The emphasis on the British Crown as the symbol of the unity of the Empire was already an admission that, in the long run, the Empire could not maintain its position by power politics. Significant indications of this were: a The struggle of Ireland for independence. The outcome of the Abyssinian War was a loss of prestige for Britain which Italy was striving to increase by stirring up the in the Mohammeden world.

To sum up, it could be stated that, with 45 million Britons, in spite of its theoretical soundness, the position of the Empire could not in the long run be maintained by power politics. The ratio of the population of the Empire to that of the motherland of , was a warning to us not, in our territorial expansion to allow the foundation constituted by the numerical strength of our own people to become too weak.

The French Empire was better placed territorially; the inhabitants of her colonial possessions represented a supplement to her military strength. But France was going to be confronted with internal political difficulties. Today, nonetheless, Britain, France, Russia, and the smaller states adjoining them, must be included as factors [Machtfaktoren] in our political calculations.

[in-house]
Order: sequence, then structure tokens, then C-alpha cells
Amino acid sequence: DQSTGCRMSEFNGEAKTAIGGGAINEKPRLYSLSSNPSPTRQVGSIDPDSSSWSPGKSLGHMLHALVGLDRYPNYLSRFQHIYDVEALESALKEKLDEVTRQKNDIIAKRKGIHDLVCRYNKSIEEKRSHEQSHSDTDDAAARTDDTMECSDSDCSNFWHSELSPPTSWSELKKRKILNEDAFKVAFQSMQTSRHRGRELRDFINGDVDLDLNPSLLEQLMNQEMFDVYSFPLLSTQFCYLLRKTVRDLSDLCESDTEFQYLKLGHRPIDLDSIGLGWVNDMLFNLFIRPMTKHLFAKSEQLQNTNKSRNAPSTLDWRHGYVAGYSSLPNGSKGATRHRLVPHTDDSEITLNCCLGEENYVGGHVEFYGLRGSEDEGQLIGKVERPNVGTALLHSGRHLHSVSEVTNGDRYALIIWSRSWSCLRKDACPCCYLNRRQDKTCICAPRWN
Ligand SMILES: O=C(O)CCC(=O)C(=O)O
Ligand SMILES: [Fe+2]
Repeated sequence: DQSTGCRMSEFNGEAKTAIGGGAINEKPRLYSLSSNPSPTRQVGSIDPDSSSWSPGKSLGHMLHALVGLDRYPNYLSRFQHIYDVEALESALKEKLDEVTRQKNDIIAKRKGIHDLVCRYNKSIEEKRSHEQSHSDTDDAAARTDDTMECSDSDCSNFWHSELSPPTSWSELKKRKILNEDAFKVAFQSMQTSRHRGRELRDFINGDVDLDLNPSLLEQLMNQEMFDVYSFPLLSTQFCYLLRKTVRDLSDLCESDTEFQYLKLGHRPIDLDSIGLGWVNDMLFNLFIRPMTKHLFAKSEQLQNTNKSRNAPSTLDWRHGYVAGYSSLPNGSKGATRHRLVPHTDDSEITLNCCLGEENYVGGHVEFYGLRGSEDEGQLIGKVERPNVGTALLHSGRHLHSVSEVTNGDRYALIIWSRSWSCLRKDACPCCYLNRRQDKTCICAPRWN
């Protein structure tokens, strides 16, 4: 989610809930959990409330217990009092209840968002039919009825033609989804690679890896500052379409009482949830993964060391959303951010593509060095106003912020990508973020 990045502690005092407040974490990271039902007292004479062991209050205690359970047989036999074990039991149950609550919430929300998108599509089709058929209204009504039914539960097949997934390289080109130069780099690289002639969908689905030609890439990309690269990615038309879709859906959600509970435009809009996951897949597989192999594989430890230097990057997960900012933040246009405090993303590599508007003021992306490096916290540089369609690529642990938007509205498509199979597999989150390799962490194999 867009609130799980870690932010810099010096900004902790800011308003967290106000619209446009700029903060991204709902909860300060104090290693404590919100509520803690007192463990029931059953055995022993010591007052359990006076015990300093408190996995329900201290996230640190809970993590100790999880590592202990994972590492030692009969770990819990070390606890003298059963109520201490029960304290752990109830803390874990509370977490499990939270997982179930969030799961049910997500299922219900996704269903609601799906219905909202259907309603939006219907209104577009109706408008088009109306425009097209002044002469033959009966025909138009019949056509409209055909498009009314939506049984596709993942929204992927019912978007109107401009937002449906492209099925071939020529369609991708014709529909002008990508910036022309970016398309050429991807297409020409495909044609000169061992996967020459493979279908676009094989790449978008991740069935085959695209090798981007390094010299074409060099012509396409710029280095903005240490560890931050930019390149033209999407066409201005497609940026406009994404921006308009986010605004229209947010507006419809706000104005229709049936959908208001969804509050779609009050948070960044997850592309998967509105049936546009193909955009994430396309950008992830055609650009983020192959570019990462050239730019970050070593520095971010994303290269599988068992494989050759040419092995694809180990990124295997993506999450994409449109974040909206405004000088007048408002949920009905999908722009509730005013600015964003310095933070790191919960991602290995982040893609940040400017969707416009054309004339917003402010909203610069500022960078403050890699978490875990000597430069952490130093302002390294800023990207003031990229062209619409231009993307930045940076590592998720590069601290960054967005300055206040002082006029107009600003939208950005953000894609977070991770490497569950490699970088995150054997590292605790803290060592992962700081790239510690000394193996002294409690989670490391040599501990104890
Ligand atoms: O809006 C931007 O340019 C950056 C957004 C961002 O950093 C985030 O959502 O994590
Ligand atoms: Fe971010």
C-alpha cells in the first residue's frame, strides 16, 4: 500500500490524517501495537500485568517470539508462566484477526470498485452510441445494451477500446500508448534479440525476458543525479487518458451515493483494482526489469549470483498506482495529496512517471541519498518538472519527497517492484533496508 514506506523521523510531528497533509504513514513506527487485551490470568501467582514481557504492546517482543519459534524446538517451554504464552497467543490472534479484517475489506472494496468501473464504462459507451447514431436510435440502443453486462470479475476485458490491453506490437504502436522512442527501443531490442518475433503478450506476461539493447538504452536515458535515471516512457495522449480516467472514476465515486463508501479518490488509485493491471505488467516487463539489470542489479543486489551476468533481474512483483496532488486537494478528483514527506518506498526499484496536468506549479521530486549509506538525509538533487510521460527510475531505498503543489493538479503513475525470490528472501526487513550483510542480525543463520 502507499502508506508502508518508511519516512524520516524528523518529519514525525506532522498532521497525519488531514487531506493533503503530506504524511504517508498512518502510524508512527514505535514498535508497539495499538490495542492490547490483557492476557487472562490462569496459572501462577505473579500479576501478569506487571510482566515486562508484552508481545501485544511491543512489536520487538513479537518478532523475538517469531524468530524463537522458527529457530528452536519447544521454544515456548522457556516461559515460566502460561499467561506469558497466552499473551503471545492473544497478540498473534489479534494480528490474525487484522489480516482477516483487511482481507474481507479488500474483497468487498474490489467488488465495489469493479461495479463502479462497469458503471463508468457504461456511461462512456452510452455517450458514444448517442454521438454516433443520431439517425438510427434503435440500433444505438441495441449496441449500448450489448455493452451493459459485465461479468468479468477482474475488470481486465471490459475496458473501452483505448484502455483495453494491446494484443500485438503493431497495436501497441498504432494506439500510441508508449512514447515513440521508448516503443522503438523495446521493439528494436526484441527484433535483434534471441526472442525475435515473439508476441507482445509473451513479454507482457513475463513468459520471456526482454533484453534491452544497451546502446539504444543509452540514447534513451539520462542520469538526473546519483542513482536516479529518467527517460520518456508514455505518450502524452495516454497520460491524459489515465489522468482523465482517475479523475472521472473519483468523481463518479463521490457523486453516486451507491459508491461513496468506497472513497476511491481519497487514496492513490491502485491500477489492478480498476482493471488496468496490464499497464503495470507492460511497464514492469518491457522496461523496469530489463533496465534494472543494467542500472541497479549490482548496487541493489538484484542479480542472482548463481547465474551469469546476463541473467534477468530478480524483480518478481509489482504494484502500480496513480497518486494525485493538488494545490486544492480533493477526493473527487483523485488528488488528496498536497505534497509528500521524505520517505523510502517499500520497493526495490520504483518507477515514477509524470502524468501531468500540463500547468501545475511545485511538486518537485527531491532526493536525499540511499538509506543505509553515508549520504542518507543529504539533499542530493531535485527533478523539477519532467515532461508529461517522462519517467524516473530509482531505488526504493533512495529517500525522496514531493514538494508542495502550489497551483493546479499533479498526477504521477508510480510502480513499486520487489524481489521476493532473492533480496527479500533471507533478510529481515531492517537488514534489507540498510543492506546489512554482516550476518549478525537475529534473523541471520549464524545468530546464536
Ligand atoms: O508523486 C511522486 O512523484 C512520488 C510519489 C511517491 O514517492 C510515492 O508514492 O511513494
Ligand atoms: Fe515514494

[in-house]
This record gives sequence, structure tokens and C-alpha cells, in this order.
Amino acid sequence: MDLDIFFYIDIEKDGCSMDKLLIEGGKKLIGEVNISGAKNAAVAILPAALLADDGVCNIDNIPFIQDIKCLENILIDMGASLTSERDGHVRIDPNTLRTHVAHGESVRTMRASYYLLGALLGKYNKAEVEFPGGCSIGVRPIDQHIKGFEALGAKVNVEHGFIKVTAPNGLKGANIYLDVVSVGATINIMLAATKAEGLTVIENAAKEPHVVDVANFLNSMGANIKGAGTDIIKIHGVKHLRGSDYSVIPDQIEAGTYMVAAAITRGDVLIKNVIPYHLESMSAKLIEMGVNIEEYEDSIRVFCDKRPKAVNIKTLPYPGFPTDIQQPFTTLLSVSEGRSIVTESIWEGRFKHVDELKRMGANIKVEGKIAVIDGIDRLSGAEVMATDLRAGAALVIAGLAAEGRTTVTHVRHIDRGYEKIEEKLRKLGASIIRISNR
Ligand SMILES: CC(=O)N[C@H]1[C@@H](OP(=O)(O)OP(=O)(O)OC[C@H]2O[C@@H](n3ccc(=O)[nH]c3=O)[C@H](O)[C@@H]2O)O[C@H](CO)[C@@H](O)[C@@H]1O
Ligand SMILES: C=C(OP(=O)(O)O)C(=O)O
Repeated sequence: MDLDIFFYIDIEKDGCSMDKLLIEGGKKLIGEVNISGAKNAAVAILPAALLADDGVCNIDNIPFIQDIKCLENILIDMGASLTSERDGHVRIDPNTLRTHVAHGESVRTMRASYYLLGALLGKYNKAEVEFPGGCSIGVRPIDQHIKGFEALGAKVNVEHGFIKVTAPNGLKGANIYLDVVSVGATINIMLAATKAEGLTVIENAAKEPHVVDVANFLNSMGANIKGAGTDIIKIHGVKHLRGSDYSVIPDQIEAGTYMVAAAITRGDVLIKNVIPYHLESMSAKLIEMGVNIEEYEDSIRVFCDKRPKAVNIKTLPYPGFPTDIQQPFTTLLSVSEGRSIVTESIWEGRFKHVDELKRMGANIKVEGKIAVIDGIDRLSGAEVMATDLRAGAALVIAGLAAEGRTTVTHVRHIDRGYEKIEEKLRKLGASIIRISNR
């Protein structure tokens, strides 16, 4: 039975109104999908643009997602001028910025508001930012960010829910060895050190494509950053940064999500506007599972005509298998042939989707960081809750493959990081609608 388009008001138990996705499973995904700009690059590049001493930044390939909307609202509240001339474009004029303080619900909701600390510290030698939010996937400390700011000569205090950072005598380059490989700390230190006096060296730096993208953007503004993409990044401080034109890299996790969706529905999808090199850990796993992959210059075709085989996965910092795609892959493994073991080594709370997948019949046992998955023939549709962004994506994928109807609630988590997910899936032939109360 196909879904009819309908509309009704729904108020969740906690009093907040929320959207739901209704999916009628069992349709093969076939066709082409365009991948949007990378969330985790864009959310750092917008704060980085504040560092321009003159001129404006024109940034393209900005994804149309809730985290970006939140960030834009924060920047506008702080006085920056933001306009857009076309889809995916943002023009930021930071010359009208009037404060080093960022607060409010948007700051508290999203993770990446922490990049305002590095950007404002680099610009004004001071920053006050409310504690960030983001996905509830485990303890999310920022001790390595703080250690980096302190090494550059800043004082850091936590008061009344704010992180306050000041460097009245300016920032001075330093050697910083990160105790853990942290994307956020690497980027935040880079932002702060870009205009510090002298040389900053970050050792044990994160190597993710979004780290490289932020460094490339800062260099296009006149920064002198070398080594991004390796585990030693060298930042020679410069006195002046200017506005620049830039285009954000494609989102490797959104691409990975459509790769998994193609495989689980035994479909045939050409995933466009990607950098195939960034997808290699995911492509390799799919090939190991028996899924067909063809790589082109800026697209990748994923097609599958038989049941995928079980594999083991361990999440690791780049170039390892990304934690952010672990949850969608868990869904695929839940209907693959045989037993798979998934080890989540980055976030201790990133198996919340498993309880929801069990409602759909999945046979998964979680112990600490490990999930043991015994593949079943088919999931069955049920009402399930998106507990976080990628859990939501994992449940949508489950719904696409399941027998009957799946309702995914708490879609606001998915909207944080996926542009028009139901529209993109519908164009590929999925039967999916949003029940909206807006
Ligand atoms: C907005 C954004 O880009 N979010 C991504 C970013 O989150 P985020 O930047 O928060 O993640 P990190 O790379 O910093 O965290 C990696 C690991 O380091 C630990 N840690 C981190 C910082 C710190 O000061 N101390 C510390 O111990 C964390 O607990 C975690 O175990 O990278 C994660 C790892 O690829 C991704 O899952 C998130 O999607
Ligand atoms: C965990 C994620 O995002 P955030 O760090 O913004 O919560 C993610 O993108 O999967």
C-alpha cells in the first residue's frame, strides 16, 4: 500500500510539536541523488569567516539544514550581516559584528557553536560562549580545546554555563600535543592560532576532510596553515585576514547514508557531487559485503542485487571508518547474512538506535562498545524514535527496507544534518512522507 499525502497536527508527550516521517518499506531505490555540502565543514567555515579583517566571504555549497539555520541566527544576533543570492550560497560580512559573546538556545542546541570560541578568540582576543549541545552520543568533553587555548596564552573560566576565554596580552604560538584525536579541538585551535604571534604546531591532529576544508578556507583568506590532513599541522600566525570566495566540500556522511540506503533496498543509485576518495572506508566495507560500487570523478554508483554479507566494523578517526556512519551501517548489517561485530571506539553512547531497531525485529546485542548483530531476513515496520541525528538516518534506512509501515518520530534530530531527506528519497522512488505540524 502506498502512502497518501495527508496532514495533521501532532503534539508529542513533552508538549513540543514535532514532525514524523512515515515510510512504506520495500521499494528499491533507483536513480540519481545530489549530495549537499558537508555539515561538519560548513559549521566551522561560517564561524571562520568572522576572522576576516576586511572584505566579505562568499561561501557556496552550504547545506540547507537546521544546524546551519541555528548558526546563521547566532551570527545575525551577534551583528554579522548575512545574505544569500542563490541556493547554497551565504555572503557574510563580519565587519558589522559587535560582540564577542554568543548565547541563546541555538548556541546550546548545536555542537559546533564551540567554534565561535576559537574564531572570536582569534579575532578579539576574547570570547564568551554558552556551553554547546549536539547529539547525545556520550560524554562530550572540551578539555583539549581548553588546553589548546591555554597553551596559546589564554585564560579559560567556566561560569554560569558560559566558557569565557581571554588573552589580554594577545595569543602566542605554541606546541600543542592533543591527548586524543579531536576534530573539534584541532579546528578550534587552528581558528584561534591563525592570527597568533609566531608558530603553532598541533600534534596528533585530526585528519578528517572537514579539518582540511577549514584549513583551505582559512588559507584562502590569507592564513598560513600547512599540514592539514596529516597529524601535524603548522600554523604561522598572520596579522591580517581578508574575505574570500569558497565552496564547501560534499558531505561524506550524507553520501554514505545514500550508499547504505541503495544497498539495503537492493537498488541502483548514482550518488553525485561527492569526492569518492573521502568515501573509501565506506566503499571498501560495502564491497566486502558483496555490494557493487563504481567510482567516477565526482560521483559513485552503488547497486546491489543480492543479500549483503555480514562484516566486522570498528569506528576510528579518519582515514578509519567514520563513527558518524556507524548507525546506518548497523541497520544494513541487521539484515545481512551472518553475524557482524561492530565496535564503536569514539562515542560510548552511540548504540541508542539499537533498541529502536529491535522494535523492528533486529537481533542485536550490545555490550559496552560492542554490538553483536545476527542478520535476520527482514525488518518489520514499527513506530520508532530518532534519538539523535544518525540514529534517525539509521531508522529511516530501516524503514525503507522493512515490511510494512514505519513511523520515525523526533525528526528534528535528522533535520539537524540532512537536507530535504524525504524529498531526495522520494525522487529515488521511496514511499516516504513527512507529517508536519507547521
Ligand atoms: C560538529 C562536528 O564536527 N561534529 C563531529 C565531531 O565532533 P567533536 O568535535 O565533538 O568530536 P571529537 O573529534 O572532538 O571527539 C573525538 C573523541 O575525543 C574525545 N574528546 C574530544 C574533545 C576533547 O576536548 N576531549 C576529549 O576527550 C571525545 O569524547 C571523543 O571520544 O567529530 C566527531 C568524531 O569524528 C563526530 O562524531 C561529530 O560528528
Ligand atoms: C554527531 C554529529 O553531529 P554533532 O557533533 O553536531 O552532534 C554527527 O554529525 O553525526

If one accepts as the basis of the following exposition the resort to force with its attendant risks, then there remain still to be answered the questions "when" and "how. After this date only a change for the worse, from our point of view, could be expected. The equipment of the army, navy, and luftwaffe, as well as the formation of the officer corps, was nearly completed.

Equipment and armament were modern; in further delay there lay the danger of their obsolescence. In particular, the secrecy of "special weapons" could not be preserved forever. The recruiting of reserves was limited to current age groups; further drafts from older untrained age groups were no longer available. Our relative strength would decrease in relation to the rearmament which would by then have been carried out by the rest of the world. It was while the rest of the world was still preparing its defenses [sich abriegele] that we were obliged to take the offensive.